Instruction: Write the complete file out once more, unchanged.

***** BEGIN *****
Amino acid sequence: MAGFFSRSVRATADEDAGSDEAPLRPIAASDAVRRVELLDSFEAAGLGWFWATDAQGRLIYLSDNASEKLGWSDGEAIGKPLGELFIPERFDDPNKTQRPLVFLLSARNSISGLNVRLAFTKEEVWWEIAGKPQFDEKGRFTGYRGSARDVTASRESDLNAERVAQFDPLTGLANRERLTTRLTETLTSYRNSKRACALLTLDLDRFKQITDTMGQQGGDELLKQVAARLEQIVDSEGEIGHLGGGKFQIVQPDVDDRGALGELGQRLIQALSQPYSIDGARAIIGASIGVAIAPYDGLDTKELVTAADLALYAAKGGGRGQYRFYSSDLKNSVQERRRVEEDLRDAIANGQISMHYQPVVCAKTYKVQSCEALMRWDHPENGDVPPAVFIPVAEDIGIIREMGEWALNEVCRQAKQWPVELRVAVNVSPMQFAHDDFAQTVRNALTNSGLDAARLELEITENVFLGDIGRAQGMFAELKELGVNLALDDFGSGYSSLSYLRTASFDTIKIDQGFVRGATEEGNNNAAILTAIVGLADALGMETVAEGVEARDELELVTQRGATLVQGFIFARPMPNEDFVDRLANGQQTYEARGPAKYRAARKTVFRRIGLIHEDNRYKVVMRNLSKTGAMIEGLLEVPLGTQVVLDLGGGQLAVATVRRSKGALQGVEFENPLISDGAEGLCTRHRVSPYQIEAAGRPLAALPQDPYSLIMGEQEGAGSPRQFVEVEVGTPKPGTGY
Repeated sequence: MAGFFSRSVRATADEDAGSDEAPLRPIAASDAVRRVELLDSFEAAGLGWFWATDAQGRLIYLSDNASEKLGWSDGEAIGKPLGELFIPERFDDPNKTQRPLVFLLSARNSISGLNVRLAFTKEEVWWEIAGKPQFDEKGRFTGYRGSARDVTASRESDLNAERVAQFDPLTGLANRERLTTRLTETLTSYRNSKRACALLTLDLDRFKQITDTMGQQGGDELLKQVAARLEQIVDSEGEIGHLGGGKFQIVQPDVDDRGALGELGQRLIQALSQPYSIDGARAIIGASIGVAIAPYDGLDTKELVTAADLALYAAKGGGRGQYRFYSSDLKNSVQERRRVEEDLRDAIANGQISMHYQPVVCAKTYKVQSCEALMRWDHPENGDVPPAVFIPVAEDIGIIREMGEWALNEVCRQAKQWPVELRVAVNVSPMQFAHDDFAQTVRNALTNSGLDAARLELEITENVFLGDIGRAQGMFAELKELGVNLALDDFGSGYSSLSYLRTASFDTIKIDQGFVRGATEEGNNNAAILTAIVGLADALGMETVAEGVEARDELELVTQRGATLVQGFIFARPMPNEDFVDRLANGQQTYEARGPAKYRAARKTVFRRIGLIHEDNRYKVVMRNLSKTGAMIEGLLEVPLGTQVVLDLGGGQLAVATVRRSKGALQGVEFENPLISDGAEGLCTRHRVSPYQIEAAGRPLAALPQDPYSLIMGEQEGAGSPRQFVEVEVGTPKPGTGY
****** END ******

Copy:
Amino acid sequence: MAGFFSRSVRATADEDAGSDEAPLRPIAASDAVRRVELLDSFEAAGLGWFWATDAQGRLIYLSDNASEKLGWSDGEAIGKPLGELFIPERFDDPNKTQRPLVFLLSARNSISGLNVRLAFTKEEVWWEIAGKPQFDEKGRFTGYRGSARDVTASRESDLNAERVAQFDPLTGLANRERLTTRLTETLTSYRNSKRACALLTLDLDRFKQITDTMGQQGGDELLKQVAARLEQIVDSEGEIGHLGGGKFQIVQPDVDDRGALGELGQRLIQALSQPYSIDGARAIIGASIGVAIAPYDGLDTKELVTAADLALYAAKGGGRGQYRFYSSDLKNSVQERRRVEEDLRDAIANGQISMHYQPVVCAKTYKVQSCEALMRWDHPENGDVPPAVFIPVAEDIGIIREMGEWALNEVCRQAKQWPVELRVAVNVSPMQFAHDDFAQTVRNALTNSGLDAARLELEITENVFLGDIGRAQGMFAELKELGVNLALDDFGSGYSSLSYLRTASFDTIKIDQGFVRGATEEGNNNAAILTAIVGLADALGMETVAEGVEARDELELVTQRGATLVQGFIFARPMPNEDFVDRLANGQQTYEARGPAKYRAARKTVFRRIGLIHEDNRYKVVMRNLSKTGAMIEGLLEVPLGTQVVLDLGGGQLAVATVRRSKGALQGVEFENPLISDGAEGLCTRHRVSPYQIEAAGRPLAALPQDPYSLIMGEQEGAGSPRQFVEVEVGTPKPGTGY
Repeated sequence: MAGFFSRSVRATADEDAGSDEAPLRPIAASDAVRRVELLDSFEAAGLGWFWATDAQGRLIYLSDNASEKLGWSDGEAIGKPLGELFIPERFDDPNKTQRPLVFLLSARNSISGLNVRLAFTKEEVWWEIAGKPQFDEKGRFTGYRGSARDVTASRESDLNAERVAQFDPLTGLANRERLTTRLTETLTSYRNSKRACALLTLDLDRFKQITDTMGQQGGDELLKQVAARLEQIVDSEGEIGHLGGGKFQIVQPDVDDRGALGELGQRLIQALSQPYSIDGARAIIGASIGVAIAPYDGLDTKELVTAADLALYAAKGGGRGQYRFYSSDLKNSVQERRRVEEDLRDAIANGQISMHYQPVVCAKTYKVQSCEALMRWDHPENGDVPPAVFIPVAEDIGIIREMGEWALNEVCRQAKQWPVELRVAVNVSPMQFAHDDFAQTVRNALTNSGLDAARLELEITENVFLGDIGRAQGMFAELKELGVNLALDDFGSGYSSLSYLRTASFDTIKIDQGFVRGATEEGNNNAAILTAIVGLADALGMETVAEGVEARDELELVTQRGATLVQGFIFARPMPNEDFVDRLANGQQTYEARGPAKYRAARKTVFRRIGLIHEDNRYKVVMRNLSKTGAMIEGLLEVPLGTQVVLDLGGGQLAVATVRRSKGALQGVEFENPLISDGAEGLCTRHRVSPYQIEAAGRPLAALPQDPYSLIMGEQEGAGSPRQFVEVEVGTPKPGTGY